One of my earliest memories of a handbag is a structured alligator skin top handle bag. I’ve been obsessed with embossed leather for many years, but for some reason the croc texture on handbags and accessories really chomps at my heart.
This season, the croc-embellished trend took over runways from New York to Paris, but croc and alligator skins have a long history in handbags.
The use of crocodile and exotic leathers in handbags
First, a little bit of handbag history. For centuries, handbags were made of cloth or metal. In the 1950s, women became obsessed with carrying a “nice” handbag, made of black calf, crocodile, or alligator. You can go to an antique shop right now and find vintage bags in crocodile leather.
Today, Hermes is known for its use of exotics leathers made of alligator, ostrich, and crocodile. One of the most expensive purses in the world is an Hermès Birkin bag with white gold and diamond hardware that sold for more than $200,000, is made out of Porosus crocodile. Louis Vuitton makes crocodile and alligator leather bags each season to stroll down their runway.
In 2018, Chanel announced that they are no longer creating products made from snakes, crocodiles, lizards, and stingrays because of ethical issues. Since their announcement, the sales of mock croc-embossed accessories have skyrocketed.
The entire state of California prohibits the importation/sale of python, crocodile, and alligator, and some now luxury brands are getting on board with the ban too.
The other major players in the industry like Hermes, Louis Vuitton (and other LVMH brands), and many brands owned by Kering have moved towards their ability to source exotic skins ethically by owning and operating reptile farms instead of sourcing them. That way, they’re caring for the animals through the entire supply chain and have control of the animal’s welfare. The ever-increasing price point on exotics is due to the care that goes into raising and caring for the animal.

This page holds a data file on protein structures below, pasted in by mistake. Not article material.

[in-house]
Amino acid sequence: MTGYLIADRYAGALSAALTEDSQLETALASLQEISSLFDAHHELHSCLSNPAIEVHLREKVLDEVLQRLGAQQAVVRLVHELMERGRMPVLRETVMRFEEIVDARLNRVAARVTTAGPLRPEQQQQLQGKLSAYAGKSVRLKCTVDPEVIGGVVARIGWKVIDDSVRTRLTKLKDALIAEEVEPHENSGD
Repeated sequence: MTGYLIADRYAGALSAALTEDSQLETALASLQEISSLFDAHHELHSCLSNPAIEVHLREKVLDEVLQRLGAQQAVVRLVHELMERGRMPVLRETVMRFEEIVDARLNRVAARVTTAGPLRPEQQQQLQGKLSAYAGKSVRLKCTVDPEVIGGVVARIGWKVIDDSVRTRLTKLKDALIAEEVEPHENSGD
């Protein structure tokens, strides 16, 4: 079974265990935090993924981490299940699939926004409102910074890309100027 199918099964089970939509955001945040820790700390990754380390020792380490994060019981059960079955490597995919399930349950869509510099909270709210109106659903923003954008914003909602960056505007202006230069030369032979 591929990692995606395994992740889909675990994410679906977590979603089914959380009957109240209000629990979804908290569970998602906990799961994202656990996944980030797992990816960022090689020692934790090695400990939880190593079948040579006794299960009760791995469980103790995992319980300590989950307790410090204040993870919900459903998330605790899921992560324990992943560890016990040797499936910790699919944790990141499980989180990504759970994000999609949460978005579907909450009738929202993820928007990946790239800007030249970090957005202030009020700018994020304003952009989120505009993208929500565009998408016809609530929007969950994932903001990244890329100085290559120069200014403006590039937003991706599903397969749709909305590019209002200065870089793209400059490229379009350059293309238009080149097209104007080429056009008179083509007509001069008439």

“It’s not an endangered species, but if we don’t change anything, they will become an endangered species.”
—Kering chairman and CEO François-Henri Pinault
When I read that quote, all I could think was how much I respect that as a consumer. I think it shows humility and an awareness of the world… which many luxury brands lack in the name of making money.
As a reptile lover, I don’t like the idea of alligators and crocodiles being raised for their skins. Hermes faced backlash after an undercover investigation exposed their mistreatment of reptiles in farms that sent skins to an Hermès-owned tannery where they end up becoming Birkin or Kelly handbags that can cost $50,000 or more. It takes two or three crocodiles to make just one Hermes handbag.
What is embossed crocodile leather?
Instead of using alligators and crocodiles, many brands have turned to the lower cost option: creating their own reptile print on leather. Mock croc, or crocodile-embossed leather, is created with a machine that applies heat and a stamp, then presses super hard until there’s an impression on the leather, giving it the look and feel of the reptile skin. It creates a unique and beautiful texture that has depth and richness of reptile skin, but made with cow leather instead (using cows for leather is a separate post entirely).
Fake, or non-leather croc-textured items are getting trickier to identify, as many of them are made with molds from real crocodile or alligator skins. Usually, the space between the scales is not very deep, and the pattern is often repetitive.
If you didn’t know it was embossed leather, wouldn’t you think it was real crocodile? The scales look imperfect and luxurious, but it’s not actually made of crocodile.
Questions for you:
Can you tell these pieces not real crocodile or alligator?
How do you feel about exotic skins? Do you own any? Are you pro or con?
Do you think about ethically-sourced materials when shopping, especially for luxury?
Becca Risa Luna